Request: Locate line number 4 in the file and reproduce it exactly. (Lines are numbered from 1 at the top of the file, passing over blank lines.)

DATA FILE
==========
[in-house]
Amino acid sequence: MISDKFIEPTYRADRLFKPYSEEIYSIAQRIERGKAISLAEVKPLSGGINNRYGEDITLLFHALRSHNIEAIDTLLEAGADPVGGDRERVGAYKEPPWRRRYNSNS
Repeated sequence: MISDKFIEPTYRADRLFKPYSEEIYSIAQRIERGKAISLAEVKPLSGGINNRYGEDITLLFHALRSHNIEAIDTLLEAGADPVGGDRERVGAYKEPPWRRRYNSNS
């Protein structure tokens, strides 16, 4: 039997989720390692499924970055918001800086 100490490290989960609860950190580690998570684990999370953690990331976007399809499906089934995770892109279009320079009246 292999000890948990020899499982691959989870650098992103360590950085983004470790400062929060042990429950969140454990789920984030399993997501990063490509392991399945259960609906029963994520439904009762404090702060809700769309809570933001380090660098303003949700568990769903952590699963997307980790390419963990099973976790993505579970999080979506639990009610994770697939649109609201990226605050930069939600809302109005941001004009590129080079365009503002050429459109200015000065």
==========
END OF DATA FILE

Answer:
């Protein structure tokens, strides 16, 4: 039997989720390692499924970055918001800086 100490490290989960609860950190580690998570684990999370953690990331976007399809499906089934995770892109279009320079009246 292999000890948990020899499982691959989870650098992103360590950085983004470790400062929060042990429950969140454990789920984030399993997501990063490509392991399945259960609906029963994520439904009762404090702060809700769309809570933001380090660098303003949700568990769903952590699963997307980790390419963990099973976790993505579970999080979506639990009610994770697939649109609201990226605050930069939600809302109005941001004009590129080079365009503002050429459109200015000065």